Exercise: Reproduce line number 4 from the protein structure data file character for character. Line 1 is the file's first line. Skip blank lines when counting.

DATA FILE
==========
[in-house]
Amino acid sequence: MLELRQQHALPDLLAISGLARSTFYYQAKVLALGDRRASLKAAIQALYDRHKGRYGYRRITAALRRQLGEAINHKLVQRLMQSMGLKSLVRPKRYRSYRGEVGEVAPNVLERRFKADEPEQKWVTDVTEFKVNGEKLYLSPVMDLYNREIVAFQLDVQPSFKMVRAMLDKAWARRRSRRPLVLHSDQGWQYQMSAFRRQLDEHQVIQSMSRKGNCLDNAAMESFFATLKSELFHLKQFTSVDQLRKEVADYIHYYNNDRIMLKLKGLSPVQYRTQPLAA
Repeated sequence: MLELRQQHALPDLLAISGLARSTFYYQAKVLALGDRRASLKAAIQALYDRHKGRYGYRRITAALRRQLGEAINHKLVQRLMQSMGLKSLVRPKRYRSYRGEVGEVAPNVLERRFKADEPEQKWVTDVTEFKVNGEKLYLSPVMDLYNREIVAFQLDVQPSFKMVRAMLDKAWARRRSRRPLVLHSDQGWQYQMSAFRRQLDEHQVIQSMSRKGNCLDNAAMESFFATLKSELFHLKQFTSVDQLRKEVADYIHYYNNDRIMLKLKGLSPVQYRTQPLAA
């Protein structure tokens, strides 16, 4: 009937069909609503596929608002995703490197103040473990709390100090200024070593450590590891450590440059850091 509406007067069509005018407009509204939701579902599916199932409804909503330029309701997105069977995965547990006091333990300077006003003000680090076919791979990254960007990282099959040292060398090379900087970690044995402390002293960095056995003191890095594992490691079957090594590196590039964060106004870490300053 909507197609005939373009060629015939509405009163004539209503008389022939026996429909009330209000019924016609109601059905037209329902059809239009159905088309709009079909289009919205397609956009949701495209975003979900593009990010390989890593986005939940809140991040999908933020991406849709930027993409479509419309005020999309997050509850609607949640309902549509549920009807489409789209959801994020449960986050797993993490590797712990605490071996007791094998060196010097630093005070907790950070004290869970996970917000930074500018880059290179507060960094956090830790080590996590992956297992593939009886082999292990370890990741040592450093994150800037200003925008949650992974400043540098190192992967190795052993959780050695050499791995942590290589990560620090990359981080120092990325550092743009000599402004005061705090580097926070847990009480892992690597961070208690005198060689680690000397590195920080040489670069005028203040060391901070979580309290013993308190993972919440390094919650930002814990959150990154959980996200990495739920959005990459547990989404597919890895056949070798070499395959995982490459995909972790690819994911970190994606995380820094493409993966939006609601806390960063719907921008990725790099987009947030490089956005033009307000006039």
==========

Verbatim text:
């Protein structure tokens, strides 16, 4: 009937069909609503596929608002995703490197103040473990709390100090200024070593450590590891450590440059850091 509406007067069509005018407009509204939701579902599916199932409804909503330029309701997105069977995965547990006091333990300077006003003000680090076919791979990254960007990282099959040292060398090379900087970690044995402390002293960095056995003191890095594992490691079957090594590196590039964060106004870490300053 909507197609005939373009060629015939509405009163004539209503008389022939026996429909009330209000019924016609109601059905037209329902059809239009159905088309709009079909289009919205397609956009949701495209975003979900593009990010390989890593986005939940809140991040999908933020991406849709930027993409479509419309005020999309997050509850609607949640309902549509549920009807489409789209959801994020449960986050797993993490590797712990605490071996007791094998060196010097630093005070907790950070004290869970996970917000930074500018880059290179507060960094956090830790080590996590992956297992593939009886082999292990370890990741040592450093994150800037200003925008949650992974400043540098190192992967190795052993959780050695050499791995942590290589990560620090990359981080120092990325550092743009000599402004005061705090580097926070847990009480892992690597961070208690005198060689680690000397590195920080040489670069005028203040060391901070979580309290013993308190993972919440390094919650930002814990959150990154959980996200990495739920959005990459547990989404597919890895056949070798070499395959995982490459995909972790690819994911970190994606995380820094493409993966939006609601806390960063719907921008990725790099987009947030490089956005033009307000006039």